I was, of course, oblivious to this at the time. I am not at my best first thing in the morning and so when something impeded the progress of my foot, I assumed it was a bit of a Lego Hero - because it invariably is.
I put my hand in and felt something hard and then squeezed the outside for a bit and decided, for some reason, that it must be a helmet.
It was at that point that I noticed two of the cats' dead victims on the rug - and wondered dimly if perhaps the thing in my slipper was also animal matter. So I gave it a shake and saw that there was a tail, which I pulled - but nothing came, and even in my befuddled state, I thought that was a little odd.
Matty took over and his head – being younger and less damaged by age, child bearing and beer – got to the nub of it much quicker. 'It's alive,' he yelled, throwing the slipper back at me.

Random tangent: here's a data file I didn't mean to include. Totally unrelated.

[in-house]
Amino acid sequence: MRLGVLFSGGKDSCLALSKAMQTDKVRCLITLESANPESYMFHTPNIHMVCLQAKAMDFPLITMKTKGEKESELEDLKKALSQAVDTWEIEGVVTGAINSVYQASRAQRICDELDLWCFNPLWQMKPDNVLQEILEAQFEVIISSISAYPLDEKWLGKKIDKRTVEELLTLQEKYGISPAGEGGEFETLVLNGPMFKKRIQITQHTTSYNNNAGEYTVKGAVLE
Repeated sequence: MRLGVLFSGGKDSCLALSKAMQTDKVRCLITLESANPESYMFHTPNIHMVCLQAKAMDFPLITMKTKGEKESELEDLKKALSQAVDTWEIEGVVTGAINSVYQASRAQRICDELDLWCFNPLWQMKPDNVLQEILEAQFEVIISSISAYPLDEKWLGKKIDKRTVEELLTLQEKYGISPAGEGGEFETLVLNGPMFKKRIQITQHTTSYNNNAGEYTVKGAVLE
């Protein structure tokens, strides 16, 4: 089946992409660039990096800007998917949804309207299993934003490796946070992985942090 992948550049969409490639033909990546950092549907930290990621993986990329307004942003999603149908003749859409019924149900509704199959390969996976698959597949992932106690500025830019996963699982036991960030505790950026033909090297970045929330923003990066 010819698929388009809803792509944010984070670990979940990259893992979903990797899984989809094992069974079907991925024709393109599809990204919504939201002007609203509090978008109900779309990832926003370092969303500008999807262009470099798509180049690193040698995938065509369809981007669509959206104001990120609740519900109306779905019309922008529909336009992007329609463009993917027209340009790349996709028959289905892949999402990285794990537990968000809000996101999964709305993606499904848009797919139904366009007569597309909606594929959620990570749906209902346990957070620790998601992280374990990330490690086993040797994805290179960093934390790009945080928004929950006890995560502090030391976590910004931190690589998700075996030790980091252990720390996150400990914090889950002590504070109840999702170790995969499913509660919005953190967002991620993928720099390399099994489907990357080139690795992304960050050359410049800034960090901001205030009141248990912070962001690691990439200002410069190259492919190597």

I peered back in and saw that indeed the tail did seem to be moving, which would explain the reluctance of the rest of the body to come when I had given it a yank.
|A field mouse|
This constant stream of dead things is a hazard of living a semi-outdoor life. The cats bring their prey in the awning and then into the trailer through their own self-constructed cat flap. This reached a peak last week when an unpleasant smell caused me to investigate under our bed and remove a number of carcasses.
The next day I purchased a cat repellent spray and I am happy to report that it works very well. I myself witnessed Oscar flit in nonchalantly with jaws clamped around some unfortunate small mammal and head straight for under the bed - only to reappear seconds later with a disgruntled look on his face.
So now they put them in my slipper instead, which is much better, of course.